In operation, the hand crank 54 is manually rotated in order to adjust the mower 10 to a desired height for cutting grass. Since the hand crank 54 is positioned on the handle 14, far from the underside of the deck 12, where the mower blade is located, the hand crank 54 is safely accessible while the mower 10 is running. Further, the location of the hand crank 54 does not require the user to lean over or bend down to actuate the height adjustment linkage.
As is best shown in FIG. 3, when the hand crank 54 rotates, the stem 56 feeds into the bushing 58 and forces the bushing 58 axially along the stem 56. The direction of motion of the bushing 58 depends on the direction of the crank's 54 rotation. The bushing 58 is pinned to the central arm 60 and travel of the bushing 58 causes the central arm 60 to follow the bushing 58. The central arm 60 is rigidly fixed to the pivot bar 52 so that motion of the central arm 60 causes the pivot arm 52 to rotate, and likewise, causes rotation of the pivot arm 50 about the pivot bar 52.
Rotation of the pivot arm 50 is translated into forward or backward motion of the connecting rod 48 in a substantially horizontal plane. The pivot arm 50 is longer than the central arm 60 and acts as a lever in multiplying the short travel of the bushing 58 into the longer motion of the connecting rod 48. The movement of the connecting rod 48 rotates the left front bell crank 24 about its apex 36, and thus raises or lowers the left front wheel 16. The driving motion of the connecting rod 48 is transmitted to the remaining wheels 18, 20 and 22 through the crossbars 40 and 42, and the side bars 44 and 46 so that all four wheels are adjusted simultaneously to raise or lower the mower 10 evenly.
As discussed above, the connecting rod 48 is preferably secured to a front bell crank 24, 26. The connecting rod 48 is thus longer than if it extended only to a rear bell crank 28, 30. As a result, rotation of the connecting rod 48 in a vertical plane is minimized as the connecting rod 48 moves forward and backward. The less the connecting rod 48 rotates, the smaller is the amount of non-productive force acting on the front bell crank upper leg 34 (i.e., the force component normal to the direction of motion of the upper leg 34). The connecting rod 48 can thus drive the bell crank 24 through a wide range of motion without binding due to the rotation of the connecting rod 48. Again referring to FIG. 3, rotation of the hand crank 54 in one direction results in forward motion of the connecting rod 48, as indicated in broken lines at position A. Forward motion of the bell cranks 24 and 28 to position A causes the mower 10 to be raised to a higher position. Conversely, rotation of the hand crank 54 in the opposite direction will draw the connecting rod 48 backwards to position B, moving bell cranks 24 and 28 to position B and lowering the height of the mower 10.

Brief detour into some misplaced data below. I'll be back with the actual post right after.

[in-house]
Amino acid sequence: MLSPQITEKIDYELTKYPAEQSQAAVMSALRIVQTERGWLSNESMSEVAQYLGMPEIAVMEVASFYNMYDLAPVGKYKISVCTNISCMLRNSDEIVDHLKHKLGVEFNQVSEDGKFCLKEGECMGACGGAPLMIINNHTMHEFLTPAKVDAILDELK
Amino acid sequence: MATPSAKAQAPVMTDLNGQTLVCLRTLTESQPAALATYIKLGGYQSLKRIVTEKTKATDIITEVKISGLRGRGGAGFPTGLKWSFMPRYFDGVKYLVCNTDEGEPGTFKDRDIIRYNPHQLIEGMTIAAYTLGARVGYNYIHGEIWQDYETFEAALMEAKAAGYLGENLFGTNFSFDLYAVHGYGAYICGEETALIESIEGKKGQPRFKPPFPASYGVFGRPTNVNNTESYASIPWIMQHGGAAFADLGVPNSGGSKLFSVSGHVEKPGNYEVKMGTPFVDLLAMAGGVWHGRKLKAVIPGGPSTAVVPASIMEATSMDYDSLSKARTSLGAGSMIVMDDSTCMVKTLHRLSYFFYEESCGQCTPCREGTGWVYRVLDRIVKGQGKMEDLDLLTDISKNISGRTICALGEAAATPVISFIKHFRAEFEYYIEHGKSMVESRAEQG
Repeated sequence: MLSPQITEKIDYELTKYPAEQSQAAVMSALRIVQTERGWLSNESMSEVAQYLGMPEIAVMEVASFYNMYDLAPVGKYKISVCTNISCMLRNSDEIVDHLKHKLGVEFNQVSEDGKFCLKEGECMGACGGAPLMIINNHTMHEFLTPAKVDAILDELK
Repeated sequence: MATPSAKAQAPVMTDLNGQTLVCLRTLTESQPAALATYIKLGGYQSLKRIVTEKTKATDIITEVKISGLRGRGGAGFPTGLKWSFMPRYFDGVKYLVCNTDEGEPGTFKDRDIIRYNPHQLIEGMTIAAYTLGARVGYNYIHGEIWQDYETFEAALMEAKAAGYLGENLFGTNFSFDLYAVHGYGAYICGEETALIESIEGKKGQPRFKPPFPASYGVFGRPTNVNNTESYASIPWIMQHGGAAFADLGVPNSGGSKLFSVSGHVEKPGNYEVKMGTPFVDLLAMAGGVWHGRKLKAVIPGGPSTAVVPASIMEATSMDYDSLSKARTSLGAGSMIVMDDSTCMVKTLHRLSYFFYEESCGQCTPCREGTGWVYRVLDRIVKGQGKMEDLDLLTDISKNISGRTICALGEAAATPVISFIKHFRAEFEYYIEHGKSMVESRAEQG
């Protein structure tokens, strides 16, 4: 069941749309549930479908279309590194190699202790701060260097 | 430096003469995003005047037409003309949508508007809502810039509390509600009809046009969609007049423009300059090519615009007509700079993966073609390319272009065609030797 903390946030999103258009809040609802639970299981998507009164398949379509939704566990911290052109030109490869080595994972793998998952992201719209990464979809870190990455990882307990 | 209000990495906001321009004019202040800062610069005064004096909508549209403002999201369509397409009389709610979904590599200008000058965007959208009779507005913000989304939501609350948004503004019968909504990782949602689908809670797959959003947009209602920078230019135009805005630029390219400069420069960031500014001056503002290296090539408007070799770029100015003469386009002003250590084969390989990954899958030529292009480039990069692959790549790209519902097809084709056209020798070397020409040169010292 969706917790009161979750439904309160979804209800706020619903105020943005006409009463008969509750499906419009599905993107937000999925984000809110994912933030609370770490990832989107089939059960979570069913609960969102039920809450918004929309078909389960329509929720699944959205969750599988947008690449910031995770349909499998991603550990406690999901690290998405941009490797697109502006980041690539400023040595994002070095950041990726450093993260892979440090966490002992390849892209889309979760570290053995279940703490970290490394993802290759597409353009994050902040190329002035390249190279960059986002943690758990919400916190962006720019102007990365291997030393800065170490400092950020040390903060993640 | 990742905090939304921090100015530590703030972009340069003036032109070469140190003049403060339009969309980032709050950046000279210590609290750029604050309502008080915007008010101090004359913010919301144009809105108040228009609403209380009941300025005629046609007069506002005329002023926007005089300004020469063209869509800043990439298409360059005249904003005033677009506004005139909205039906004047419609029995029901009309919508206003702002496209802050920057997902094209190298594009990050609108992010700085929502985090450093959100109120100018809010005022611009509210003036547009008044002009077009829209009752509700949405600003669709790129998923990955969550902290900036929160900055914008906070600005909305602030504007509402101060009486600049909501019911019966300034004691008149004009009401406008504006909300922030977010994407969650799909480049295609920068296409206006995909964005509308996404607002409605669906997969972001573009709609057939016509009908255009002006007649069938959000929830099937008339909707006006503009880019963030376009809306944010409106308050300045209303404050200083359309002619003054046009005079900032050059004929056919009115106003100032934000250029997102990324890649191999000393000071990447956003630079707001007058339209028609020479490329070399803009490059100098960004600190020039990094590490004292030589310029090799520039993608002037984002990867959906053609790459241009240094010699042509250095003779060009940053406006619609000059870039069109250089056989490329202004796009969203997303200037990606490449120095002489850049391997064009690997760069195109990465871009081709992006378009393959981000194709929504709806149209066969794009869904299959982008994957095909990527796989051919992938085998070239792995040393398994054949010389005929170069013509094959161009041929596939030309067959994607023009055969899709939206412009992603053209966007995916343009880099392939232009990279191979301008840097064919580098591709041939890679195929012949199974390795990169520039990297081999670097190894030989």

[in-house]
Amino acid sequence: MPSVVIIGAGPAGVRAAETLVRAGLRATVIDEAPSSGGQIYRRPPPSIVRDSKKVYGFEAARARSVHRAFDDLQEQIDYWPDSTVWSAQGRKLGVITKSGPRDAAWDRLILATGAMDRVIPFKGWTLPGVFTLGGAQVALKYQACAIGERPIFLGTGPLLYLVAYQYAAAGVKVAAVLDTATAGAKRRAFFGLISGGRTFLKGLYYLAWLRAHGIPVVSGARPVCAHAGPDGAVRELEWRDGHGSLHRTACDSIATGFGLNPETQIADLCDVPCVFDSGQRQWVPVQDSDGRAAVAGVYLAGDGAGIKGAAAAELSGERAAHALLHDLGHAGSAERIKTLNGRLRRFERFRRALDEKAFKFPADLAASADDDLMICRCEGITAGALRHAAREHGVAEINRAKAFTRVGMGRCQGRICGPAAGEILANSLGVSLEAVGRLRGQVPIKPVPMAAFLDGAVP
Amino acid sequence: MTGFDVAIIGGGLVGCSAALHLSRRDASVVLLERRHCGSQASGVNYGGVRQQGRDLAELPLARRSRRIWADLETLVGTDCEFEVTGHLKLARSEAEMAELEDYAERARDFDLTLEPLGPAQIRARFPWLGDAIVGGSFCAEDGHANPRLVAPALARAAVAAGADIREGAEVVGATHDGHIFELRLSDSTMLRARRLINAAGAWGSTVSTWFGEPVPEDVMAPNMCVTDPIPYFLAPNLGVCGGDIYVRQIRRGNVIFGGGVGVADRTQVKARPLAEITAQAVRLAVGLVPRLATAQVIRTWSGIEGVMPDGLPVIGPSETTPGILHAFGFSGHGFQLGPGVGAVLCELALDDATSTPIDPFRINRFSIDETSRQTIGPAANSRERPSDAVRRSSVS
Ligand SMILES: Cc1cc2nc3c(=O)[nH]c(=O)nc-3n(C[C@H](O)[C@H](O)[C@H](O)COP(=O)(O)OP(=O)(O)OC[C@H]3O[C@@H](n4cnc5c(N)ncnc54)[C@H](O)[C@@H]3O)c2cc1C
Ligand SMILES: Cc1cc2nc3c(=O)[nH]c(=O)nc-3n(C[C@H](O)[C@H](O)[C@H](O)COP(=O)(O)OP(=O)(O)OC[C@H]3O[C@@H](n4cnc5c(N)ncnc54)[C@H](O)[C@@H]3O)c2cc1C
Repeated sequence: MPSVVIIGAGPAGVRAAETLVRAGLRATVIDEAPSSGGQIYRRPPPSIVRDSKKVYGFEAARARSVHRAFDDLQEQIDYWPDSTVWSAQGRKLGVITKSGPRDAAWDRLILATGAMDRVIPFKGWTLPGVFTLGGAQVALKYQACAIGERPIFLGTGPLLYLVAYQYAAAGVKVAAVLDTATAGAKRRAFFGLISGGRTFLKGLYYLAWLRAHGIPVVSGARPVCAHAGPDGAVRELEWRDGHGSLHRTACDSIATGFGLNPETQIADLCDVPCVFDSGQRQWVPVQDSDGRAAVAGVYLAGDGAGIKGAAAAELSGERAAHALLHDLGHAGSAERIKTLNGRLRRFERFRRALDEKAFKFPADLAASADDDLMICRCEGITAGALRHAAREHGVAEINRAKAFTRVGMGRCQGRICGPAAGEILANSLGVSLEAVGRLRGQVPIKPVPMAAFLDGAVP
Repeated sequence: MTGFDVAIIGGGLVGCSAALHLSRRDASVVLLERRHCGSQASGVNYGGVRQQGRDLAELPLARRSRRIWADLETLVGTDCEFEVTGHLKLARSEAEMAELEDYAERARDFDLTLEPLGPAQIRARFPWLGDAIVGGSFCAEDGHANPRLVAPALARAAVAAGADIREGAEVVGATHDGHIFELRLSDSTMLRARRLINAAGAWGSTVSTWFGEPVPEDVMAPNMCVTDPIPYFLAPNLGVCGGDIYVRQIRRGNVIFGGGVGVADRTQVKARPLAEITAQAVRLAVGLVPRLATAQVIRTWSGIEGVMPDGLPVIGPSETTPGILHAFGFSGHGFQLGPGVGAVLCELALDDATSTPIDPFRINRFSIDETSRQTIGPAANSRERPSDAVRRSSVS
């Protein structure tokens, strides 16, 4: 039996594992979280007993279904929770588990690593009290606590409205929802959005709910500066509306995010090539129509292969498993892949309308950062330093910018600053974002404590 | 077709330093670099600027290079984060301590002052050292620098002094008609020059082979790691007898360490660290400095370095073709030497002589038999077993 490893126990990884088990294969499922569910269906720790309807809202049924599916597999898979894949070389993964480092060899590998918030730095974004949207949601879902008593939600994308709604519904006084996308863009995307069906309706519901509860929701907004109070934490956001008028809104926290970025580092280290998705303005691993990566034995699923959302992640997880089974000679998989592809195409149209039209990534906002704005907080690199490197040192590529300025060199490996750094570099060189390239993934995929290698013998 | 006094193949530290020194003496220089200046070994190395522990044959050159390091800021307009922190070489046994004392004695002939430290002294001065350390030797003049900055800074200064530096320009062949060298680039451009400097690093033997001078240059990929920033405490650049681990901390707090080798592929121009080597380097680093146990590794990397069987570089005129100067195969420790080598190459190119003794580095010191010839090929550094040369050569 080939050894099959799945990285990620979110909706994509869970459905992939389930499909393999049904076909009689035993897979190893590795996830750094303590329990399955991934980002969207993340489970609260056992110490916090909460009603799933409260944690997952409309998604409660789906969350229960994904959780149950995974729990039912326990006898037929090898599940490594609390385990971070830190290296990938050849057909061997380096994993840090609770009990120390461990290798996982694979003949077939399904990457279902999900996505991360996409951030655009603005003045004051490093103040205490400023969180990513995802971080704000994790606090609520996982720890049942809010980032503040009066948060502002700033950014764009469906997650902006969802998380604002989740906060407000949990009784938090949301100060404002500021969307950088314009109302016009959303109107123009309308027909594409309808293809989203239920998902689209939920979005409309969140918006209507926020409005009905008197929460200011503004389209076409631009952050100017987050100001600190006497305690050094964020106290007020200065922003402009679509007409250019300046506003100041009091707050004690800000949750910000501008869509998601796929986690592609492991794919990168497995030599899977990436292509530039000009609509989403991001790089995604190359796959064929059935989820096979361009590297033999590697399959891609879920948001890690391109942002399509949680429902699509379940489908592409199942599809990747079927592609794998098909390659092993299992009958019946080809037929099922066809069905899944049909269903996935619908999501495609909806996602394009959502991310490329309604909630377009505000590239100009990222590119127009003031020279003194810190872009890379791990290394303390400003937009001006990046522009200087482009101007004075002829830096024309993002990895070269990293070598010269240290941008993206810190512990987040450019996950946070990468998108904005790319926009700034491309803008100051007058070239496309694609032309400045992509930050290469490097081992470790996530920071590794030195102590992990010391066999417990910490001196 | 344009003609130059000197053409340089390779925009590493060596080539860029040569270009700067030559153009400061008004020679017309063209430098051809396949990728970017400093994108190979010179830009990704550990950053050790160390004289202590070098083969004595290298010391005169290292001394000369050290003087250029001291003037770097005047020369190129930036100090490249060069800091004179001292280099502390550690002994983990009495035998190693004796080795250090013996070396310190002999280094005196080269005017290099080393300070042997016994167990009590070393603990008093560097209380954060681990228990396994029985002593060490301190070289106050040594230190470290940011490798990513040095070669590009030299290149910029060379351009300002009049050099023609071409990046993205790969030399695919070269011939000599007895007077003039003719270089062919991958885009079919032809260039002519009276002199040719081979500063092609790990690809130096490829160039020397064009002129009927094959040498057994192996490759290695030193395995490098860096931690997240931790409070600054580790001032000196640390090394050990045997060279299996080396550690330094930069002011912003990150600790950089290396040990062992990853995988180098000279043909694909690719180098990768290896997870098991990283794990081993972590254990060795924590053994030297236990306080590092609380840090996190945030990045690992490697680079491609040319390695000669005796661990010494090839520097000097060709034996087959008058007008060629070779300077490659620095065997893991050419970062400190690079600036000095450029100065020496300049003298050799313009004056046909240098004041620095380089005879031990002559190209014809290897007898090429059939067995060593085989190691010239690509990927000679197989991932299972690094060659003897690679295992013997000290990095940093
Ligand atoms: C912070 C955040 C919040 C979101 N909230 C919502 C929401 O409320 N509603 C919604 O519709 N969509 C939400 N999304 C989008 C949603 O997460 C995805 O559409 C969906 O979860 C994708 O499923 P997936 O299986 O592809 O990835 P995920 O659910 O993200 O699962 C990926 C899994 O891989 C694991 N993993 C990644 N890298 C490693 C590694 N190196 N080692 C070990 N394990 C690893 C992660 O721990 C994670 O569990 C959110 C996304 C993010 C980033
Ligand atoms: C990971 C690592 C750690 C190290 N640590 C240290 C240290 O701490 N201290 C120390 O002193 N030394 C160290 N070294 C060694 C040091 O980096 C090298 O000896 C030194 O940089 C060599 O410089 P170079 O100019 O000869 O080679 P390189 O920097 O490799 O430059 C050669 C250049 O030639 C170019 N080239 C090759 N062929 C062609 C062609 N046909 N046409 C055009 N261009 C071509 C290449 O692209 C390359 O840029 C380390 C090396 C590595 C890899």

The threaded stem 56 allows the hand crank 54 to be rotated any desired number of times to result in an unlimited number of mower height settings. Thus, the mower 10 can be used to cut grass to any desired height. In addition to varying the mower height when manually actuated, the hand crank 54 and bushing 58 cooperate to maintain the mower 10 at any desired height setting. The gravitational tendency of the desk 12 to drop down to ground level is transmitted to be bushing 58 and stem 56 through the linkage described herein. However, the pitch of the threading on the stem 56 and inside the bushing 58 is such that this force will not cause the stem 56 to rotate and thread out of the bushing 58 unless a manual rotational force is first applied to the hand crank 54.
As the bushing 58 threads along the hand crank stem 56, the orientation of the stem 56 changes relative to the mower handle 14 and plate 62. Due to the oversized aperture 64, there is clearance between the plate 62 and stem 56 to allow for various angular orientations of the stem 56. Also, the stem 56 rotates freely despite variations in its orientation since the spherical ball 66 remains in contact with the washers 68.